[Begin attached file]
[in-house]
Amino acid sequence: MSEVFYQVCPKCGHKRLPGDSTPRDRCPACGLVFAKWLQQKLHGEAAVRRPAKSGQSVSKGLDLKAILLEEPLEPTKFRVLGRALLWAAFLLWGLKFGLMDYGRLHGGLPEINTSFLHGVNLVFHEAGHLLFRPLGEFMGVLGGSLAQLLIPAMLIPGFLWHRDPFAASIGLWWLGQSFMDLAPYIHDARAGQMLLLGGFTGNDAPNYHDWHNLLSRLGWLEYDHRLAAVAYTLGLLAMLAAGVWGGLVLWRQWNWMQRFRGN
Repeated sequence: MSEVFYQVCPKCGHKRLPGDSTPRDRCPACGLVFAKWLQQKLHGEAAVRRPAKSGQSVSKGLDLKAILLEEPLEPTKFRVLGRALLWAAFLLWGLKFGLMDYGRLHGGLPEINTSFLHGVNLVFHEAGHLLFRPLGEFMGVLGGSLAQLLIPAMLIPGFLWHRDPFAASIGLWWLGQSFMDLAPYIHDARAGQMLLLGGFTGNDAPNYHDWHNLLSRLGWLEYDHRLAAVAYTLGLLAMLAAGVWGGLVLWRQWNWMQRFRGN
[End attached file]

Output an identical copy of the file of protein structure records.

[in-house]
Amino acid sequence: MSEVFYQVCPKCGHKRLPGDSTPRDRCPACGLVFAKWLQQKLHGEAAVRRPAKSGQSVSKGLDLKAILLEEPLEPTKFRVLGRALLWAAFLLWGLKFGLMDYGRLHGGLPEINTSFLHGVNLVFHEAGHLLFRPLGEFMGVLGGSLAQLLIPAMLIPGFLWHRDPFAASIGLWWLGQSFMDLAPYIHDARAGQMLLLGGFTGNDAPNYHDWHNLLSRLGWLEYDHRLAAVAYTLGLLAMLAAGVWGGLVLWRQWNWMQRFRGN
Repeated sequence: MSEVFYQVCPKCGHKRLPGDSTPRDRCPACGLVFAKWLQQKLHGEAAVRRPAKSGQSVSKGLDLKAILLEEPLEPTKFRVLGRALLWAAFLLWGLKFGLMDYGRLHGGLPEINTSFLHGVNLVFHEAGHLLFRPLGEFMGVLGGSLAQLLIPAMLIPGFLWHRDPFAASIGLWWLGQSFMDLAPYIHDARAGQMLLLGGFTGNDAPNYHDWHNLLSRLGWLEYDHRLAAVAYTLGLLAMLAAGVWGGLVLWRQWNWMQRFRGN